The Court recognizes all forms of religion, as well as the religious tenets
of any church and that there may be those who have the divine power of

healing and that as long as those who claim to have [**9] that power
conduct themselves within the meaning of the decision of Judge Cardozo
[*271] in the Vogelgesang case, namely, 'The profession and the practice
of the religion must be itself the cure. The sufferer's mind must be brought
into submission to the infinite mind, and in this must be the healing' -- that
they would then be entitled to the exemption provided by the Education
Law.
This prosecution against this defendant is not a prosecution against
religion, but rather a prosecution against a faker and quack who claims the
cloak of religion to hide his illegitimate practices. The authorities must at
all times be aware of such individuals and to root them out from the real
and legitimate practice of religion. The authorities must at all times be
ready not only to protect the public, but the Church itself and the different
forms of religion that are practiced in this country of ours.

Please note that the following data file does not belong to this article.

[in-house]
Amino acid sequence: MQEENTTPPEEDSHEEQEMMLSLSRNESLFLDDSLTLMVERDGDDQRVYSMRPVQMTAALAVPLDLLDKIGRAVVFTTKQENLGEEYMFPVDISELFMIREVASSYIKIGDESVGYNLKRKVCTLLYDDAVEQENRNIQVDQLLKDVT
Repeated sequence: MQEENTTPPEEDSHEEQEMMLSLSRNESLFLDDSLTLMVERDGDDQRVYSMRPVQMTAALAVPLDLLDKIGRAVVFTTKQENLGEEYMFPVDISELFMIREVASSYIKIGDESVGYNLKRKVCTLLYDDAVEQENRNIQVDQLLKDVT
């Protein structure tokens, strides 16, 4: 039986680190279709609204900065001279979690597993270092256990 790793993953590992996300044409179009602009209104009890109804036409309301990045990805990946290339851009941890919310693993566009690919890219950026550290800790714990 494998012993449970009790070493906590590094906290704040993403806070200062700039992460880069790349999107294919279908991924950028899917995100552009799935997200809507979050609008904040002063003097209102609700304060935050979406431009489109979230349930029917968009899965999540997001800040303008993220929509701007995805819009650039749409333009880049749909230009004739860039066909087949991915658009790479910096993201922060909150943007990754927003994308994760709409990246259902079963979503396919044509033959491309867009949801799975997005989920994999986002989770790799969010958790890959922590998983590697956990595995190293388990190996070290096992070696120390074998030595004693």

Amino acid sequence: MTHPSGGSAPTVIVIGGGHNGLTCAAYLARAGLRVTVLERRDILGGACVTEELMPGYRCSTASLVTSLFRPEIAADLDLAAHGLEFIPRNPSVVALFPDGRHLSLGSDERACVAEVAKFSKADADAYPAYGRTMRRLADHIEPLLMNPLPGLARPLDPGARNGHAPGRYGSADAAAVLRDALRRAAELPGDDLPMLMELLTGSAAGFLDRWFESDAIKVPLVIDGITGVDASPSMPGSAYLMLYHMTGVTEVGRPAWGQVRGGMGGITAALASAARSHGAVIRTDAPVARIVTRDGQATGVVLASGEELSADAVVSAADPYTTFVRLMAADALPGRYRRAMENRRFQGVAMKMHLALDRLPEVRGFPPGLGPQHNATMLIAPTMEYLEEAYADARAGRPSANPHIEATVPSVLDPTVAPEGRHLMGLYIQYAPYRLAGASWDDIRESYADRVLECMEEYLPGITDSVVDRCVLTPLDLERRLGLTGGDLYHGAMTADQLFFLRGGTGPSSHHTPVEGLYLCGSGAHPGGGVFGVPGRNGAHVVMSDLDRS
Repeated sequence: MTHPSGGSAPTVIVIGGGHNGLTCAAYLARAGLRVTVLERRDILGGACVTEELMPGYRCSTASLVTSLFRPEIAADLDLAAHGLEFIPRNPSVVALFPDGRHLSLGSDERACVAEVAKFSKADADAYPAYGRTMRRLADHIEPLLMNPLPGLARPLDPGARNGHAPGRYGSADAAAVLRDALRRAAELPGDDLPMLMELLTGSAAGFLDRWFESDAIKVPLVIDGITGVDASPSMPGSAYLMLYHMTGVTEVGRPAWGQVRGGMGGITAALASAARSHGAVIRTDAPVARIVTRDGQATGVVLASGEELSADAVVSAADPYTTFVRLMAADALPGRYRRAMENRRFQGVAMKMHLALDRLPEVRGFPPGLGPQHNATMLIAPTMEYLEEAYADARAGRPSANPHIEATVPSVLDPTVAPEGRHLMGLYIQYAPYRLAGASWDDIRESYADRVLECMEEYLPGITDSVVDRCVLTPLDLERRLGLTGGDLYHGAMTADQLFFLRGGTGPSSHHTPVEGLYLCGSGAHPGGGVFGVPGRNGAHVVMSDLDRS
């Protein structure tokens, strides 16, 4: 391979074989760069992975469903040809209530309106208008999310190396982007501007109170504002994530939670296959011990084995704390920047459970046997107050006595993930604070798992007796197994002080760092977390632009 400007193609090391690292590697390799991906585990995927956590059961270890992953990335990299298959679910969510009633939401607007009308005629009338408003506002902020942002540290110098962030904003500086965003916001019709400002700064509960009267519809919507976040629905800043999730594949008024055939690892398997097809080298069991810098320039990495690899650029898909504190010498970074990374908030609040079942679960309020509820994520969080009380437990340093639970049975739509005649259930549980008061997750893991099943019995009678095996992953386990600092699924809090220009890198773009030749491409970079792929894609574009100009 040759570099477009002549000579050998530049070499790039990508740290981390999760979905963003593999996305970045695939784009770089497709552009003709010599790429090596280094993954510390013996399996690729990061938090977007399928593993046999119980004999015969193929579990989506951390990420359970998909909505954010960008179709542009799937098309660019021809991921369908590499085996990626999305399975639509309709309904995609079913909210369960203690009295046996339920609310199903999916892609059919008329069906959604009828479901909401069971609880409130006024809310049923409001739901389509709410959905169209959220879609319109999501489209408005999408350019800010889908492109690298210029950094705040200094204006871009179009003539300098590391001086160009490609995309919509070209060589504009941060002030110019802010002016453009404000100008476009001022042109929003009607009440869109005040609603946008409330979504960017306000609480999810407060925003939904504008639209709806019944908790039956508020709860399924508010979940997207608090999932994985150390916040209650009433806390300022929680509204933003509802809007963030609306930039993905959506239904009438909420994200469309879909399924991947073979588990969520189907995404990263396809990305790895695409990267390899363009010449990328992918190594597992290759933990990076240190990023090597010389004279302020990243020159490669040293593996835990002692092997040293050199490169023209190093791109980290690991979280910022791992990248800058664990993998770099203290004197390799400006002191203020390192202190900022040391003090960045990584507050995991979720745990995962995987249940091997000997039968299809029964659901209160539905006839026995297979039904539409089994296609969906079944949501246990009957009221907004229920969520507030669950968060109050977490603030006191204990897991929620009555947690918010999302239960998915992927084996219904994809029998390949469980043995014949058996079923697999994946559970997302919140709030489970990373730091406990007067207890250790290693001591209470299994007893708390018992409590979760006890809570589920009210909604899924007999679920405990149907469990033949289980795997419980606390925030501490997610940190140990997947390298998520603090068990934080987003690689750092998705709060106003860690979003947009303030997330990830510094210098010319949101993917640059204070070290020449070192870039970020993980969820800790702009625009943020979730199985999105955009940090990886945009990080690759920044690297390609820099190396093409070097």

Further investigation by the Attorney General and State Education
Department as to the activity of this defendant reveals the following:
That he was admitted to practice law in the State of New Jersey about
1918; that in 1920 he was indicted on a charge of perjury; that after trial
defendant [**10] was found guilty and sentenced to serve nine months;
that on appeal this conviction was affirmed. 96 N.J.L. 495, 115 A. 390.
Thereafter, and in 1922, the defendant was disbarred from practice as an
attorney.
That some time in 1924, the defendant secured a pardon from the
Governor of the State of New Jersey and was re-admitted to the practice of
law. 128 A. 249, 3 N.J.Misc. 312.
That some time in 1930, this defendant resigned from the practice of law
in the State of New Jersey; that at the time of this resignation complaint